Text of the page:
I woke up this morning with a sense of dread, a feeling I am not unfamiliar with. The ‘dread’ was (is) worry . . . about what others think of me, specifically over the book I just published. It’s a normal human emotion, I think. It’s also worth dismantling. Publishing a book has been on my bucket list for at least the last decade, maybe two, and when I took a course last year on the publishing process, I decided to publish poetry that I wrote during a volatile time. I wrote these poems and called them ‘Love Letters for the Soul’ because that is exactly what they were to me, love letters for MY soul. . . . In them you’ll read about a scared, unsure, deeply sad yet hopeful little girl talking herself out of every bad thing, every negative emotion, every destructive self talk she found herself immersed in. She needed it. She participated in grief counseling, had her akashic record read, worked with a jungian therapist, practiced yoga, meditation and embodiment, drank a little too much, and finally looked deep inside, fully felt the pain and turned to writing to help her heal. . . . Once I published I decided…

  • being human,  reading,  writing

    January Books Read

    As I wrote in a previous post, I have a goal of reading 108 books and/or literary essays this year. Besides the ongoing books I’m reading throughout the year (which were listed in that post), here is a list of books and essays read in January 2021: Dear Ijeawele or A Feminist Manifesto in Fifteen Suggestions: Chimamanda Ngozi Adichie Pray, Decide and Don’t Worry: Bobby & Jackie Angel with Mike Schmitz In the School of the Holy Spirit: Jacques Philippe Praying the Rosary Like Never Before: Edward Sri We Should All Be Feminists: Chimamanda Ngozi Adichie Stitches: Anne Lamott Intimations: Zadie Smith The Naked Now: Richard Rohr Turn My Mourning Into Dancing: Henri Nouwen Liturgy of the Ordinary: Tish Harrison Warren A Healing Space: Matt Licata Seven Brief Lessons on Physics: Carlo Rovelli On Likability: Lacy M. Johnson Obituary for Dead Languages: Heather Altfeld If you are interested in adding any of the books to your home library, please comment and we’ll connect offline. Every book I read and own is up for grabs, FREE, as part of my service to the world. Some of the books are audio which aren’t part of it, and the essays (the last two in this post) are part…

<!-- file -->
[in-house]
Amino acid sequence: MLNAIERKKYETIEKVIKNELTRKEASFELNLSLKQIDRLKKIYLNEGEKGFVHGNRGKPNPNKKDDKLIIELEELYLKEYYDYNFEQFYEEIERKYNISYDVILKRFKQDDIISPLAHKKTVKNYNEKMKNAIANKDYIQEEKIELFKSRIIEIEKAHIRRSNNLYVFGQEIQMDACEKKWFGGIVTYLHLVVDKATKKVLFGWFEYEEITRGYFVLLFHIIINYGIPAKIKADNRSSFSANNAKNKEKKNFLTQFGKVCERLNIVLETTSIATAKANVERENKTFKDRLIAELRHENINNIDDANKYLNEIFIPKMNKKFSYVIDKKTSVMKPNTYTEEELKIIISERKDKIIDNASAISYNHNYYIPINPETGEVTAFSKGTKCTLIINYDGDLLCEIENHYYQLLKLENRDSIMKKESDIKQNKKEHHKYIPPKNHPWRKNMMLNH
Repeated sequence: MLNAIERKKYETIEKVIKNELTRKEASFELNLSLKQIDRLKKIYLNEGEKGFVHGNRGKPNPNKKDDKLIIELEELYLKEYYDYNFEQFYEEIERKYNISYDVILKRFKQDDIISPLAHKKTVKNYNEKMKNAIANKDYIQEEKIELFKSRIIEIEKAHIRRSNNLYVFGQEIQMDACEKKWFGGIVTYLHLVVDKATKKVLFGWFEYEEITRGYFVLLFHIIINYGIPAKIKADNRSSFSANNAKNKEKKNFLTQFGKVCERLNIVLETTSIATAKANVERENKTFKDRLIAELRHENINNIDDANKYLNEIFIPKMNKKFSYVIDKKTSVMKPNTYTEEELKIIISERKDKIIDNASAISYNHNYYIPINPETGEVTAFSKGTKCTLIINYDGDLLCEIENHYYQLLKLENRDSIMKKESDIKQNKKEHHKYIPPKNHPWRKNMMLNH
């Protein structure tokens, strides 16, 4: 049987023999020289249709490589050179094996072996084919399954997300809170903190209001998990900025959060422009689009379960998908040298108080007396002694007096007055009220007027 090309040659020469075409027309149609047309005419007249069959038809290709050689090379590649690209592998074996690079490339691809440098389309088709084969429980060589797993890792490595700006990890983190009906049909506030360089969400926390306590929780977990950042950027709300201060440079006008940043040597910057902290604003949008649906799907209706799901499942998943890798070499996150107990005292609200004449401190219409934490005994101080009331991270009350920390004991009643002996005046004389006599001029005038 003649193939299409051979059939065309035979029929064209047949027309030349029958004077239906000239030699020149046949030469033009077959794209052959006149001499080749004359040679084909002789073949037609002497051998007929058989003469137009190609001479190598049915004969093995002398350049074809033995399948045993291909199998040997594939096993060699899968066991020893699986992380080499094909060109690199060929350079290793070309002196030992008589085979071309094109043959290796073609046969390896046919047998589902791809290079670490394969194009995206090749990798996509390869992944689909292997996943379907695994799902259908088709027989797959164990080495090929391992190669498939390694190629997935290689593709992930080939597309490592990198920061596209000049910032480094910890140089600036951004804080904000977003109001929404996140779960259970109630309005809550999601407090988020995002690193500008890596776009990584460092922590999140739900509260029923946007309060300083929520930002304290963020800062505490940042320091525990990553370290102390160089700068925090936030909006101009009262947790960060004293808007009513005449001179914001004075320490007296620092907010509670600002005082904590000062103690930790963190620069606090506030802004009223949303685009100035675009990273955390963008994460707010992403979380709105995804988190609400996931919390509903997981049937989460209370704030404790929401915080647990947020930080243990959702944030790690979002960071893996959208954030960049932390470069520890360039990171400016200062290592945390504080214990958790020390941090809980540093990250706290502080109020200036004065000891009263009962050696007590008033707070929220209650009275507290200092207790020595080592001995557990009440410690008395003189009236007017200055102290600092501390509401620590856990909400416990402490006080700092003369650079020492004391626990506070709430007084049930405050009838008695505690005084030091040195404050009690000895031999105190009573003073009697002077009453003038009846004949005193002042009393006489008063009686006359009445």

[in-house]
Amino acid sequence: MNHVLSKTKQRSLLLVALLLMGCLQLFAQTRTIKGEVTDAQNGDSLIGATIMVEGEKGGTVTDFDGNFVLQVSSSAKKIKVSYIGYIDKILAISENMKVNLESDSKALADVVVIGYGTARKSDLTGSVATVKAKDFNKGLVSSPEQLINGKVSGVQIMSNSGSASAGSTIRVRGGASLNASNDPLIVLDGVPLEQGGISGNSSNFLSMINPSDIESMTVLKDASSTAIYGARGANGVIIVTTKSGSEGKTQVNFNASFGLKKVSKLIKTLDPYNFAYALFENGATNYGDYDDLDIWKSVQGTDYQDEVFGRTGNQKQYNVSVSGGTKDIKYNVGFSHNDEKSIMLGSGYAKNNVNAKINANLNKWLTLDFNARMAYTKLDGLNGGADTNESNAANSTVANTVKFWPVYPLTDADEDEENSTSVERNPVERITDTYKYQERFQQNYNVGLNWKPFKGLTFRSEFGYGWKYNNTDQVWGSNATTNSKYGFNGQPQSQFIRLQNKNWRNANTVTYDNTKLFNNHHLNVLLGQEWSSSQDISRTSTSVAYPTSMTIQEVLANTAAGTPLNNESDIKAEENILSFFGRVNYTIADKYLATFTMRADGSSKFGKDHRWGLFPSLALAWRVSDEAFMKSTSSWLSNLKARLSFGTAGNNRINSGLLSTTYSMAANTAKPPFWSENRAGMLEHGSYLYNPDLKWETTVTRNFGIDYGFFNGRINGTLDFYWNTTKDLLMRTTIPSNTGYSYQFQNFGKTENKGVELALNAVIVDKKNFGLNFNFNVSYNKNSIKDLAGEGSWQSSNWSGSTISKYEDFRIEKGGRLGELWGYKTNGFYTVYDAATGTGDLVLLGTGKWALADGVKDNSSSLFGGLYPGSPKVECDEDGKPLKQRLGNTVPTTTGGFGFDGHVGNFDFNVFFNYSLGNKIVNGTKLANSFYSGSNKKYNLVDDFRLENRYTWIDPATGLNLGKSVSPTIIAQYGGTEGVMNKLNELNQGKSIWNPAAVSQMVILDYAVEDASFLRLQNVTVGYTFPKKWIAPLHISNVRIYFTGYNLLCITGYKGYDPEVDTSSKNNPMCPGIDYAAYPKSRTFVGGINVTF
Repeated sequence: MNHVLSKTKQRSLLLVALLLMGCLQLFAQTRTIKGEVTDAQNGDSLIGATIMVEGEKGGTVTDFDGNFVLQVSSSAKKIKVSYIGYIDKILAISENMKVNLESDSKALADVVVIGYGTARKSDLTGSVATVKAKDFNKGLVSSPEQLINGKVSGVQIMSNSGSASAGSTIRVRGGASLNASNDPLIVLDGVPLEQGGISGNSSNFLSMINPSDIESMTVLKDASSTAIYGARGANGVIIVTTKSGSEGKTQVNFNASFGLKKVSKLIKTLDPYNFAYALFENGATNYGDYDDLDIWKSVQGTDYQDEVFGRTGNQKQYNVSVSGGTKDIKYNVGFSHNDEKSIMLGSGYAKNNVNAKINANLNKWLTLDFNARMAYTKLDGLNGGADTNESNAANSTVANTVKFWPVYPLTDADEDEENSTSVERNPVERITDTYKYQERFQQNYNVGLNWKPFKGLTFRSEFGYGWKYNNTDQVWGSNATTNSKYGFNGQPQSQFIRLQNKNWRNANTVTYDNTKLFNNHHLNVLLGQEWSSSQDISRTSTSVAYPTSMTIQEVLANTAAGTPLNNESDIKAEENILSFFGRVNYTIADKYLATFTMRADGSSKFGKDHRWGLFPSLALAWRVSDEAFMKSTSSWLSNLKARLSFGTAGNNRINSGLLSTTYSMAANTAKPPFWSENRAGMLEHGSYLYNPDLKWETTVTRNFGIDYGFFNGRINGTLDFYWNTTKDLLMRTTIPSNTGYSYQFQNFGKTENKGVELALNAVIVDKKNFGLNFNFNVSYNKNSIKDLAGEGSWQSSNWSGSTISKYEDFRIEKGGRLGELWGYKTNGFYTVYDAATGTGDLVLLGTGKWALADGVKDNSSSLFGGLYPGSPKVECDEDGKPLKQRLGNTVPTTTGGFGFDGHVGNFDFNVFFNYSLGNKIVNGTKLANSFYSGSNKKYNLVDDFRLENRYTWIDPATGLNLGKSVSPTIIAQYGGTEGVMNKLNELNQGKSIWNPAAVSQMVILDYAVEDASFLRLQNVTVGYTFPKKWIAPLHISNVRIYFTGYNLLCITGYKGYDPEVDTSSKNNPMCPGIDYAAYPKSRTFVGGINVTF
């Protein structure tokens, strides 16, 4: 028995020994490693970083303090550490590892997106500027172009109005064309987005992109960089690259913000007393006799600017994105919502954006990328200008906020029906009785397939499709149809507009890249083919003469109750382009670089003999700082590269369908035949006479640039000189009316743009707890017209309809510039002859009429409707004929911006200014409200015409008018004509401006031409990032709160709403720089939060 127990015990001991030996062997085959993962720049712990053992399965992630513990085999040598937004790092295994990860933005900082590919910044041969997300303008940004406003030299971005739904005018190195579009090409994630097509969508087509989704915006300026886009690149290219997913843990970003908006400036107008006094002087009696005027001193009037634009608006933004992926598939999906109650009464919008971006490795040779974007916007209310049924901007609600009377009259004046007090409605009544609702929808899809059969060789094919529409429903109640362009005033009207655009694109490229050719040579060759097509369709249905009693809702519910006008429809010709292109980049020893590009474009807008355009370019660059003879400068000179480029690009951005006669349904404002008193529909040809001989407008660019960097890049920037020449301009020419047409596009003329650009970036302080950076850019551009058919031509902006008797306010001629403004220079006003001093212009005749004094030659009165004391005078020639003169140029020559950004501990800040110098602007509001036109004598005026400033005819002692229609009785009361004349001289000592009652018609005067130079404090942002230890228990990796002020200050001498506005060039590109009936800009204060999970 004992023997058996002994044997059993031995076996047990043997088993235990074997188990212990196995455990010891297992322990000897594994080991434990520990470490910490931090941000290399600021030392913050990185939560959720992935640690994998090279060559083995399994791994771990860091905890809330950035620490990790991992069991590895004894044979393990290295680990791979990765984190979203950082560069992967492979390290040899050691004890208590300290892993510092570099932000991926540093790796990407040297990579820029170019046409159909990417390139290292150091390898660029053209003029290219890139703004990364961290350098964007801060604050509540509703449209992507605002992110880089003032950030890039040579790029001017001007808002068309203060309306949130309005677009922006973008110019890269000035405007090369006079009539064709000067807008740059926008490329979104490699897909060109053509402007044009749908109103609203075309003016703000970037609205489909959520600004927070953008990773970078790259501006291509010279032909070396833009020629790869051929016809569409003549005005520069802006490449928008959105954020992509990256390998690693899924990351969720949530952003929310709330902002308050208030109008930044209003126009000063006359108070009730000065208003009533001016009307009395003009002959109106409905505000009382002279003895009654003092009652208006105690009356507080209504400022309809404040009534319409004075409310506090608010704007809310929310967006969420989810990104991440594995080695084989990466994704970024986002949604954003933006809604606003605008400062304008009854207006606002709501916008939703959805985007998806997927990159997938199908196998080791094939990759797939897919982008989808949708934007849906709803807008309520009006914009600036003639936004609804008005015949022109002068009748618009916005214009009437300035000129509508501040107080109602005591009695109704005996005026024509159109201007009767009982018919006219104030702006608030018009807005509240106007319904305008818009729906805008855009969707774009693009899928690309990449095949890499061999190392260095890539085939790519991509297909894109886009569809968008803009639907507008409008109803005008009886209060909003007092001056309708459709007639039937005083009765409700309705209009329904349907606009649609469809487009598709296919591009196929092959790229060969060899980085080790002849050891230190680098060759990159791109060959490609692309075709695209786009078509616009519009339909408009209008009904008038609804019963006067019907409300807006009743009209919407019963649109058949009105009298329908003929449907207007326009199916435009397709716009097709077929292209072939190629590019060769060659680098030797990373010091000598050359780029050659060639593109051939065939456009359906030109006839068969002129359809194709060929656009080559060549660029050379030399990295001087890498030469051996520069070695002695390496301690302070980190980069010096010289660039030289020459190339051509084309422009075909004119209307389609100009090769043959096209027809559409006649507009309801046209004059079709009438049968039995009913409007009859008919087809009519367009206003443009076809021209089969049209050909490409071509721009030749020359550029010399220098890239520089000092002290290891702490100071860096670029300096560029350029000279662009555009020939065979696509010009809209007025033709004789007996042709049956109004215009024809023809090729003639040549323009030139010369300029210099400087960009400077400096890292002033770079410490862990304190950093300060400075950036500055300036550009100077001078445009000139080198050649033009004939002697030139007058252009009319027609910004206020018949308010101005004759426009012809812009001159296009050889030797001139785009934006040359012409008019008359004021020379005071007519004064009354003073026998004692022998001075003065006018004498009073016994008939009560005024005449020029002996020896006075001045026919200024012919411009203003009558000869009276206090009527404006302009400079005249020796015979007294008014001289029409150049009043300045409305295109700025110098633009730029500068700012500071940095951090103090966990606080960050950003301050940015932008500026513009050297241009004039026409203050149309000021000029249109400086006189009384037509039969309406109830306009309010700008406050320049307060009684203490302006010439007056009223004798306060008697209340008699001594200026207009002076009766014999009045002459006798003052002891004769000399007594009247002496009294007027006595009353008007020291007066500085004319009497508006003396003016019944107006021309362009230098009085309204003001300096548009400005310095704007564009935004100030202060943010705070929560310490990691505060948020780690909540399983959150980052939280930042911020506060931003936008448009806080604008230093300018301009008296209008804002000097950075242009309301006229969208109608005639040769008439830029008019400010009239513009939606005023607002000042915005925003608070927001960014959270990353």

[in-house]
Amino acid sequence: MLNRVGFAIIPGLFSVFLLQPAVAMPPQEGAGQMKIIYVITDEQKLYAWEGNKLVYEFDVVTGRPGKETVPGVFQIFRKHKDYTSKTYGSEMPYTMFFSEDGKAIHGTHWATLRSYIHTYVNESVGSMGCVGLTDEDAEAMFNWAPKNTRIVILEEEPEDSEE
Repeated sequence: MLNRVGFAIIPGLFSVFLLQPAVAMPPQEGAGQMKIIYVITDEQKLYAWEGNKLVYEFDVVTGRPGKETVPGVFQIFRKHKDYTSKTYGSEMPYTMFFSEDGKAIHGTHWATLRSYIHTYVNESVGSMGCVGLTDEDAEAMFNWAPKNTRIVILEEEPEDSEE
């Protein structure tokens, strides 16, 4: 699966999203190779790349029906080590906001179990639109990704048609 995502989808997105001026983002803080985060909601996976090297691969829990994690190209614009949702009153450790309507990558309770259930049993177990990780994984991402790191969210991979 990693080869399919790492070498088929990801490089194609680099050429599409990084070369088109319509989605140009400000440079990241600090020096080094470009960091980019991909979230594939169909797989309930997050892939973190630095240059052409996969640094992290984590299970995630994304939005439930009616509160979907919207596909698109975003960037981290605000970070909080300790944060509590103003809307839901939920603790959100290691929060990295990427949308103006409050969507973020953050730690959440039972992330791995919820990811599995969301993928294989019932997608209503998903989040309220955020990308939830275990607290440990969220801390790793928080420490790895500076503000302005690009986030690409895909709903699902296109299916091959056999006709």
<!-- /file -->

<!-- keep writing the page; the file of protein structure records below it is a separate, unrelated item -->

• being human,  embodiment,  writing

    The Whispers of My Soul

    Little by little, we are led toward our final destination, and yet words fail. ‘Final destination’ is not a reality for earth. To coin a phrase I recently heard and like a lot, we are ‘always on the way.’ This phrase, for me, means continued growth, an uncovering of my true nature, that of love. The problem here on the earth-plane is that of forgetting, at least that’s been my experience. I have been a writer for the entirety of my adult life and most of my childhood, if I’m being honest. I’ve made my living writing for others, but as I started my yoga journey, I deeply felt the need to write for myself. I started a (different) blog back then and wrote thousands of words for myself and others. These were words from my heart, passion for new things I was learning and a way to connect with those like-minded. Since that time, I’ve had a few other iterations of this blog and I believe this one is here to stay. The topic is pretty broad—humanity—but the subject often comes from that which I’m experiencing on any given day. Today I am feeling both joy and terror, a mix of emotions I am…